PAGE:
Writer’s Note: this poem was originally published in the August 2021 ‘Family’ issue of PopShot magazine. My Father Was An Athlete He ran out of the maternity ward so fast,that he got to the finish line beforeI even opened my eyes for the first time. And every man that came after himTreat us like it… Continue reading My Father Was An Athlete
Dear Ma You once wrote of me that I am like a chair not a comfortable one but strong and supportive. Today I write to you to say that you are the table at which we dine at every night. Your thick oak limbs have held more difficult decisions than traditional cuisine and your back… Continue reading Dear Ma
Star of Hope (1883) One hour and forty-five minutes is howlong it took to walk to the mouth of thebeast that swallowed you, and back. Along the way is where I found you. Inthe distance you looked like a group of peoplecrouching, a consortium of people. I thought maybe fishermen, or women,which reminded me of… Continue reading Star of Hope (1883)
The Flea Market by: Romina Ramos Originally published in The Bolton Review Issue 9: Rats & Revelry This town is haunted by stained glass godsand crawling with slithering saints, but on the third Sunday of every monththe flea market comes. On this day it is permitted to skip Morning Mass,on this Sunday there is a… Continue reading The Flea Market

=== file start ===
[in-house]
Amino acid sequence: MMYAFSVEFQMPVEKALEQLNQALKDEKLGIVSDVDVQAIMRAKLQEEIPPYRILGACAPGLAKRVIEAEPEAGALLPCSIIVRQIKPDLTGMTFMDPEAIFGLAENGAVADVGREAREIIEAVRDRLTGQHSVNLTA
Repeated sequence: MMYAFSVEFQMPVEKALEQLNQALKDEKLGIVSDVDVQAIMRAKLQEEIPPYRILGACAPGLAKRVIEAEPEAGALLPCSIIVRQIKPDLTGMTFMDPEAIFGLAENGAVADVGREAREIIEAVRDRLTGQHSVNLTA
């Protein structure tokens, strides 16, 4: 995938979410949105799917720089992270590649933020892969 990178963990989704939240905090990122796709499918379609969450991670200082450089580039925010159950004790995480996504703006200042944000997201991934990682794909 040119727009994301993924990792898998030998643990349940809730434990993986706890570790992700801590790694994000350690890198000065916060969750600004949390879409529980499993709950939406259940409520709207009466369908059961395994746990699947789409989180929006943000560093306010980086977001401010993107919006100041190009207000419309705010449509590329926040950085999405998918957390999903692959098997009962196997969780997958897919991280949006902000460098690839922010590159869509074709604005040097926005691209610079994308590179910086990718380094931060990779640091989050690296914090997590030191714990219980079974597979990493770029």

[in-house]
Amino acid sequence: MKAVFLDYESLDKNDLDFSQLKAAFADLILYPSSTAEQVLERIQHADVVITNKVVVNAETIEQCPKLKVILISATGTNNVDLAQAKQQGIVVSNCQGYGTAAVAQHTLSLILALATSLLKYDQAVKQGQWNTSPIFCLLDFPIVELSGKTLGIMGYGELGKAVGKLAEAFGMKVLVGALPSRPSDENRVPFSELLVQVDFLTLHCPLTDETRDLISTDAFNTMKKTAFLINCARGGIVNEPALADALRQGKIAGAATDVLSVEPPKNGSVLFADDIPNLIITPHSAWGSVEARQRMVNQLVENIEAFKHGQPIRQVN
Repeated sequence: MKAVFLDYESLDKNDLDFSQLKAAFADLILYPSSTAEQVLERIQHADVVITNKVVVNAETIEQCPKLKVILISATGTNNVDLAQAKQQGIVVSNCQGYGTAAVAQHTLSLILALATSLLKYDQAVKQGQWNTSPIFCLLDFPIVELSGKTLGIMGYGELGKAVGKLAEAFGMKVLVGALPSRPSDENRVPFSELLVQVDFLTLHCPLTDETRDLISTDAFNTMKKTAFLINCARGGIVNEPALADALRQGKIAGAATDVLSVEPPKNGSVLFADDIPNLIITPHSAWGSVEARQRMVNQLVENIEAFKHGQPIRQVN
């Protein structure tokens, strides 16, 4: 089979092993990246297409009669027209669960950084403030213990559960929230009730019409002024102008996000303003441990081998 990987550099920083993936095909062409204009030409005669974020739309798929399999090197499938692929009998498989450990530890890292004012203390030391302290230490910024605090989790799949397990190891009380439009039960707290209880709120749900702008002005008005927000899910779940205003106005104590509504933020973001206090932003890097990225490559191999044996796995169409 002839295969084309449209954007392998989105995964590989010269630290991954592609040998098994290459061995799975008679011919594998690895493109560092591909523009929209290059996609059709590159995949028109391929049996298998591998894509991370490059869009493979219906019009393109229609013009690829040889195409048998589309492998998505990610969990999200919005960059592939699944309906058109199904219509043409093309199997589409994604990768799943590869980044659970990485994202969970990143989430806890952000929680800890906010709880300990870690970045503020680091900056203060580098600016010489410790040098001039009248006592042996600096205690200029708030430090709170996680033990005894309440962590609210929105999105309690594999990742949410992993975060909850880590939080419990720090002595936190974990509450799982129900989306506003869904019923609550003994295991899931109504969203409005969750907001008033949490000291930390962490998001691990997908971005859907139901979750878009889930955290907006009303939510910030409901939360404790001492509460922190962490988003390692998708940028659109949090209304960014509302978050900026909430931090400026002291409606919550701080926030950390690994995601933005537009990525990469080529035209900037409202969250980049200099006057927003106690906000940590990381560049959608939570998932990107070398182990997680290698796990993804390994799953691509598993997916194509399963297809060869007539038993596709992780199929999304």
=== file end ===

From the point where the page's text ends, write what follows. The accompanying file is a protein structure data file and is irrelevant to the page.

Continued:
Delayed We’ll get the 16:22 Hazel Grove service,and we’ll get off at Piccadilly station. The train will be delayed by 17 minutesbut we won’t notice because our eyes will be lost in conversation. I will sipfrom my coffee and we’ll share a cigarette and by the time the train arriveswe’ll have seen each other naked.
The Starry Night after Van Gogh It haunts me, the starsyellow eyes peering behind curling clouds, like wild wavesfoaming in my dreams. I wake on the edge, the precipiceof sleep. I turn to the moon for strength but through itsteeth you can hear the sneer. ‘Jump’ whispered in winds.
You were temptationin a tight red dress, the shotof tequila that pushedme over the edge. You were prohibitionon my tongue, secrecycutting through the airlike stale perfume. Youwere cool silk on my skin. You were an island on a treasure map.I meant all that I said butI had to search for the gold.
She was all mandalas
and peace signs, a free
spirit dancing on the
graves of our society…
The Week My Grandmother Died I screamed at my mum to get the car, and carried my grandmother down the stairs. I prayed for the first time in a over a decade, to a god that I don’t believe in. I muffled violent sobs with a beach towel in the back yard. I did not… Continue reading The Week My Grandmother Died
The Emerald Isle Herself I packed up my whole life and movedoverseas for her. Granted it was more likeacross the pond, only two hundred andtwenty-six miles, but it was two hundredand twenty-six miles out of my comfort zone. To a brand-new country, where they speak thesame language, only there it sounded morelike a song, and… Continue reading The Emerald Isle Herself